Oncologists worldwide have stared at rising costs of drugs used for the treatment of cancer for more than a decade. Many concepts have been put forth on how these costs could be approached and controlled. All of these considerations fell short, however, by failing to include other aspects linked to cancer, since problems of not only high drug costs, but also of cancer posing a social challenge have to be considered.
In fact, cancer is not only ‘just’ a disease which generates high costs of treatment. It is also linked to morbidity resulting from treatment side-effects, evolvement of the underlying disease resulting in the inability to follow basic tasks of daily life requiring support by the immediate surroundings, and even terminally severe restrictions in work abilities. Some or many of these aspects can be neutralised by appropriate social programmes, albeit lots of problems remain or become only slightly alleviated by even the best social systems. Thus, we as clinicians are confronted in cancer with something similar to Plato’s Allegory of the Cave --one of the best-known, most insightful attempts to explain the nature of reality, interpreting shadows as the real world.
In the ancient Greek philosopher’s book, the semi-darkness of the cave represents the state of most human beings, whose perception of reality is anchored to seeing shadows on the cave’s walls. The tale of a dramatic exit from the cave is the source of true understanding: those who escape the twisted truth of the cave can understand what reality is and it is their duty to help others embrace the same challenge.
These considerations are under a magnifying glass when reading the study presented by Dr Bhoo-Pathy from Kuala Lumpur who undertook the huge and remarkable task of analysing the medical, financial and social fate of 9513 patients from 47 hospitals located in 8 countries of the Association of Southeast Asian Nations (ASEAN). Results point to a massive problem on the personal and social level in patients with cancer: one year after diagnosis, 29% of patients had died, 48% had experienced a financial catastrophe and 5% were pushed into poverty, with only 23% of patients being alive without such heavy financial consequences. Interestingly, and supporting the assumptions and considerations put forth above, cancer stage rather than therapy was responsible for the so-called ‘financial catastrophe’.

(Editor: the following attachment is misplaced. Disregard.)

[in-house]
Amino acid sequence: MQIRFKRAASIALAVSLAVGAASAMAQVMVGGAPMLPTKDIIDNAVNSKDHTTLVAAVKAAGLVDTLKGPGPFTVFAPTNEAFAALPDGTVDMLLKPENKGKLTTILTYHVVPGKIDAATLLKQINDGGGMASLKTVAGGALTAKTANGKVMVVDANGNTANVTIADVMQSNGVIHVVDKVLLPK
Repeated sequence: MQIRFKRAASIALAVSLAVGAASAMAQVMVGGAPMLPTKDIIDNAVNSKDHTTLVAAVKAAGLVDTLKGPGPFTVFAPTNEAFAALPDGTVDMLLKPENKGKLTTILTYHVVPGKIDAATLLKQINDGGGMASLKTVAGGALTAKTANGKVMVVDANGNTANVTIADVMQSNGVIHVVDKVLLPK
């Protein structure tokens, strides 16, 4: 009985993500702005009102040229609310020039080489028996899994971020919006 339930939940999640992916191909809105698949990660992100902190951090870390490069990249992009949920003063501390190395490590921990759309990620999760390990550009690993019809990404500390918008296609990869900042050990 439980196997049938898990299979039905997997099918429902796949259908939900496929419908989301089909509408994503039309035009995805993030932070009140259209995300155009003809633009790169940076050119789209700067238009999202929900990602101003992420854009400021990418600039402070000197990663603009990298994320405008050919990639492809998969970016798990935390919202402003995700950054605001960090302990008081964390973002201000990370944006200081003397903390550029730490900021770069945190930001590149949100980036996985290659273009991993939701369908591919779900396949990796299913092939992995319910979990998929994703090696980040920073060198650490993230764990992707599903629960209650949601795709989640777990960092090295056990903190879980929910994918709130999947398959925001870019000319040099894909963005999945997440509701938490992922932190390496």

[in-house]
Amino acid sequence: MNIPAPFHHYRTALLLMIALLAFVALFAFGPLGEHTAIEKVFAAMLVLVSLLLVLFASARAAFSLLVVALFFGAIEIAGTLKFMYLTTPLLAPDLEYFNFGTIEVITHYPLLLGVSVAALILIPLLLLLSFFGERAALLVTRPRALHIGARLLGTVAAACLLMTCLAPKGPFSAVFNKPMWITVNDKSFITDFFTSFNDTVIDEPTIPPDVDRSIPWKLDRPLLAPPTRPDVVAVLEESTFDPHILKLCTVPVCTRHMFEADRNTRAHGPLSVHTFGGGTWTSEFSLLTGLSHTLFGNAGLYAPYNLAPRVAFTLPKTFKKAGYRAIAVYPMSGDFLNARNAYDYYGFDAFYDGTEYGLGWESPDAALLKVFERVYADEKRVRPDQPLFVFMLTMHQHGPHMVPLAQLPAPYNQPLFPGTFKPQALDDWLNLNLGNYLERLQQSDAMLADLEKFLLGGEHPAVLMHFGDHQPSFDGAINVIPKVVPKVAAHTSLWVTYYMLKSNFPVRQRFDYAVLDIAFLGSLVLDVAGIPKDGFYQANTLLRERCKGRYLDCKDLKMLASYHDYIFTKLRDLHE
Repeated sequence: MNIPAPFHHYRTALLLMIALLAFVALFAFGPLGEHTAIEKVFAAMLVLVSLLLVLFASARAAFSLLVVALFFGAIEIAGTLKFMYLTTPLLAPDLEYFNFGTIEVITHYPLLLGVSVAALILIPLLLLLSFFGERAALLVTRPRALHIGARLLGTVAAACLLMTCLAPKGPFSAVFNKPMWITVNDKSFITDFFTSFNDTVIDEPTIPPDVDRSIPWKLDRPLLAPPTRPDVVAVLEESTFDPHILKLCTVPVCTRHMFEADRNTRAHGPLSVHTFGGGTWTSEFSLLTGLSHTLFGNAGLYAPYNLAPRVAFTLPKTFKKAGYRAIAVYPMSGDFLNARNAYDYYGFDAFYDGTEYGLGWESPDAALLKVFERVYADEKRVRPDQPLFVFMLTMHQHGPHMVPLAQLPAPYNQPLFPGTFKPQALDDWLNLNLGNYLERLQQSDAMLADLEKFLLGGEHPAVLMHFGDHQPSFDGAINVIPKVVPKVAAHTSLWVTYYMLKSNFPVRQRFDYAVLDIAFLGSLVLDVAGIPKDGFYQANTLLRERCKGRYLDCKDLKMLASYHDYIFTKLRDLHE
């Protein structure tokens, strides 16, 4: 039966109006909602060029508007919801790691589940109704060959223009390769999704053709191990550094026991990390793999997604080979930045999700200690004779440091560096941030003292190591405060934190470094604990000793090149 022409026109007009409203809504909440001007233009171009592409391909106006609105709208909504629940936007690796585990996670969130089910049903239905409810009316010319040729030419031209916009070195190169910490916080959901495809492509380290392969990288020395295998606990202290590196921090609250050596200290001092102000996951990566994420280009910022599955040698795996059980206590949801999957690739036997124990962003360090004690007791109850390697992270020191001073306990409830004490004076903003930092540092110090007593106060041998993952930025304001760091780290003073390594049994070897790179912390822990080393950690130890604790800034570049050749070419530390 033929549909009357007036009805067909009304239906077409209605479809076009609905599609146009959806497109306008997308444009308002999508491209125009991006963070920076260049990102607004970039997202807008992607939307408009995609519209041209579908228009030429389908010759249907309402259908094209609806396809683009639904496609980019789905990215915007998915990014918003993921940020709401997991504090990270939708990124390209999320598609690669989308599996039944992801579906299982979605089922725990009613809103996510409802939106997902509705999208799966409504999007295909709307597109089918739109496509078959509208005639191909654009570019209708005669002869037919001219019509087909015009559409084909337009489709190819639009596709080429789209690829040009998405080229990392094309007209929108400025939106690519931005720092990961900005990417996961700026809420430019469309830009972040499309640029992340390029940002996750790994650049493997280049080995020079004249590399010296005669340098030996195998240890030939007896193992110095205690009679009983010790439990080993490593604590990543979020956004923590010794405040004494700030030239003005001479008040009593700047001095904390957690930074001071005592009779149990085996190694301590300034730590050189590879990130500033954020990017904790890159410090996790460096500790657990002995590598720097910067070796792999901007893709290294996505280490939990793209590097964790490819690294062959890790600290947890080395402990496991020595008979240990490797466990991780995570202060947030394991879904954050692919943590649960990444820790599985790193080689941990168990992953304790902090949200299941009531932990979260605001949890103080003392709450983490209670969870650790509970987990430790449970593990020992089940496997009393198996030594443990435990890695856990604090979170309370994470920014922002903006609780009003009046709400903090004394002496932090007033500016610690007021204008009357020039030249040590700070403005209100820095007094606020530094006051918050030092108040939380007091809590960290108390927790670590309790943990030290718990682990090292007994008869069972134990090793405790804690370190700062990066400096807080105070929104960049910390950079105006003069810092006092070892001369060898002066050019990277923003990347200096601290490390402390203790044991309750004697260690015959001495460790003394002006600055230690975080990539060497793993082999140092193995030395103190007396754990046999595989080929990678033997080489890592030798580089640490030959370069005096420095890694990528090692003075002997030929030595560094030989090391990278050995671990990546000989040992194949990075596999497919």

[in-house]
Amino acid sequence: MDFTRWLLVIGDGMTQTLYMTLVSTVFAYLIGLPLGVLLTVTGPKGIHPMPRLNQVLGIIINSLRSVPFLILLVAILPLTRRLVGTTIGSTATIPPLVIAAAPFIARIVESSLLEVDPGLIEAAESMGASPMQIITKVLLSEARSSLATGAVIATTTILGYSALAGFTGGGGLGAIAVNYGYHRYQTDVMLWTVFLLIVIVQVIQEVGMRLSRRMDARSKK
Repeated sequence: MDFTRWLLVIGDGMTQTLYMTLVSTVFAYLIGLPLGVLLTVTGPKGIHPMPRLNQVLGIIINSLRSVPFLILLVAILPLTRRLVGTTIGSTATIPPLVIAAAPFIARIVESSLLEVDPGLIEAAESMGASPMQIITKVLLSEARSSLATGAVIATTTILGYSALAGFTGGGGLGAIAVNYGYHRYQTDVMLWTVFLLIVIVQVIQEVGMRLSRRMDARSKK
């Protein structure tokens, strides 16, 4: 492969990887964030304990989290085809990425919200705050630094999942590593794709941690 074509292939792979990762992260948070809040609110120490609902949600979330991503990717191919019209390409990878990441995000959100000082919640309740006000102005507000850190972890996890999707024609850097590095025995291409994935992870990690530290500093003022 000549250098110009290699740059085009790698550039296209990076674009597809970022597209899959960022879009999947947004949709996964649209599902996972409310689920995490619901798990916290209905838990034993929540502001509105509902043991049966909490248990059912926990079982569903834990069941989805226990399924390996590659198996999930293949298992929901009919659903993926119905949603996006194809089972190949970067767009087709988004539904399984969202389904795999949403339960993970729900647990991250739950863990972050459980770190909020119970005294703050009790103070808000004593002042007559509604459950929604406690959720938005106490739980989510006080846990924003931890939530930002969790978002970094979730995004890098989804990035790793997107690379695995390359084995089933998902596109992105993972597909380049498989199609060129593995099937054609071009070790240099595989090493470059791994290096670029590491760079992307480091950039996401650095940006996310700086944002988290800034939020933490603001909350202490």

ASEAN is population-wise (8% of world population) and area-wise (1% of world area) comparable to the European Union (EU). However, the similarities end here, as ASEAN countries have a completely different social insurance and security structure, compared to the EU. Although economic growth is impressive, individual income structures are quite restricted, as Bhoo-Pathy points out. This reminds us of structural problems in countries of Europe and the EU, which suffer from financial restrictions. Thus, we arrive to an important insight: cancer is a terrible disease, but it is even more terrible when patients are poor or socially underprivileged, with cancer treatment costs constituting only a portion of the problem.
Thus, the Allegory of the Cave applies also to cancer with many aspects of our judgements depending on where the cave is. It is high time to recognise that shadows do not reflect reality in our fight against this disease in a worldwide patient population. ESMO has very much accepted this challenge when addressing worldwide issues related to oncology.
Presidential Symposium, 20 December, 16:30 to 18:00, Hall 406
Abstract 52O Prioritizing strategies to address the economic impact of cancer in Southeast Asia